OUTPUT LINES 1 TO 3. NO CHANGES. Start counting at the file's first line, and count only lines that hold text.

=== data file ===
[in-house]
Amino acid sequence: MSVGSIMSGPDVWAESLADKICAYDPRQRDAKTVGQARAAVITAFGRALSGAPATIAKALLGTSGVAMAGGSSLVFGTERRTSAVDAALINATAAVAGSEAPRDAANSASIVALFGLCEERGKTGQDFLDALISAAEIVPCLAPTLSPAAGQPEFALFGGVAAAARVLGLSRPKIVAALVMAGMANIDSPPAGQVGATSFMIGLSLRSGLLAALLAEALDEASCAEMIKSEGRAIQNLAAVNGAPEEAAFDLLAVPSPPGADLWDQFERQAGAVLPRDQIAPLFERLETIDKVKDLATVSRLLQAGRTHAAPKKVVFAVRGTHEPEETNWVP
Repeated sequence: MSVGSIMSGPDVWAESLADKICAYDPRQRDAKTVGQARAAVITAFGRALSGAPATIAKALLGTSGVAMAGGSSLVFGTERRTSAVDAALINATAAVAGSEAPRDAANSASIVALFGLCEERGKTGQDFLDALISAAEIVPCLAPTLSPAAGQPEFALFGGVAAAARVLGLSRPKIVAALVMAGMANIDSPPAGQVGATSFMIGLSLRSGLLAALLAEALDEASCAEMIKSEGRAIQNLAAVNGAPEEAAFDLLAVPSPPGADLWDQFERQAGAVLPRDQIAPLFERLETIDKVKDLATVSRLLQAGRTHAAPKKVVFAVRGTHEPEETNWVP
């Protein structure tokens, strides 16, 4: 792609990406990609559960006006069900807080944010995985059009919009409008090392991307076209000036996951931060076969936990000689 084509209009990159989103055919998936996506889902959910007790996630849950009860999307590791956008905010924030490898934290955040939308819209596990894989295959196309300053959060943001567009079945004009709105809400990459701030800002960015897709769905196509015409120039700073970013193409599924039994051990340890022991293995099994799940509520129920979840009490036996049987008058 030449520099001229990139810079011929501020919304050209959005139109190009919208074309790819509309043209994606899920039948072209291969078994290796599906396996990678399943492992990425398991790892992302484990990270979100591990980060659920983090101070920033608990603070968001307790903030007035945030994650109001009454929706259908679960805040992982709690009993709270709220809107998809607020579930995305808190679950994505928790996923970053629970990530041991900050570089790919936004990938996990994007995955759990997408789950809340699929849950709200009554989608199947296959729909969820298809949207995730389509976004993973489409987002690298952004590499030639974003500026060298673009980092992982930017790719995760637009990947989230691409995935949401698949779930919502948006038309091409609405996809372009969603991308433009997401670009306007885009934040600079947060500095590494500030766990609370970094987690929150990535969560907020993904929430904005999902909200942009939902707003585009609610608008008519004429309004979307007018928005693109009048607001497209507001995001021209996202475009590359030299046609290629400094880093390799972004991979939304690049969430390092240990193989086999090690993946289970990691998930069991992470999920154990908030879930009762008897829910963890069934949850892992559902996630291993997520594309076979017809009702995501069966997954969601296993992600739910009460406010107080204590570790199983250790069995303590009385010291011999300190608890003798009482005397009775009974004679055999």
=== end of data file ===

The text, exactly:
[in-house]
Amino acid sequence: MSVGSIMSGPDVWAESLADKICAYDPRQRDAKTVGQARAAVITAFGRALSGAPATIAKALLGTSGVAMAGGSSLVFGTERRTSAVDAALINATAAVAGSEAPRDAANSASIVALFGLCEERGKTGQDFLDALISAAEIVPCLAPTLSPAAGQPEFALFGGVAAAARVLGLSRPKIVAALVMAGMANIDSPPAGQVGATSFMIGLSLRSGLLAALLAEALDEASCAEMIKSEGRAIQNLAAVNGAPEEAAFDLLAVPSPPGADLWDQFERQAGAVLPRDQIAPLFERLETIDKVKDLATVSRLLQAGRTHAAPKKVVFAVRGTHEPEETNWVP
Repeated sequence: MSVGSIMSGPDVWAESLADKICAYDPRQRDAKTVGQARAAVITAFGRALSGAPATIAKALLGTSGVAMAGGSSLVFGTERRTSAVDAALINATAAVAGSEAPRDAANSASIVALFGLCEERGKTGQDFLDALISAAEIVPCLAPTLSPAAGQPEFALFGGVAAAARVLGLSRPKIVAALVMAGMANIDSPPAGQVGATSFMIGLSLRSGLLAALLAEALDEASCAEMIKSEGRAIQNLAAVNGAPEEAAFDLLAVPSPPGADLWDQFERQAGAVLPRDQIAPLFERLETIDKVKDLATVSRLLQAGRTHAAPKKVVFAVRGTHEPEETNWVP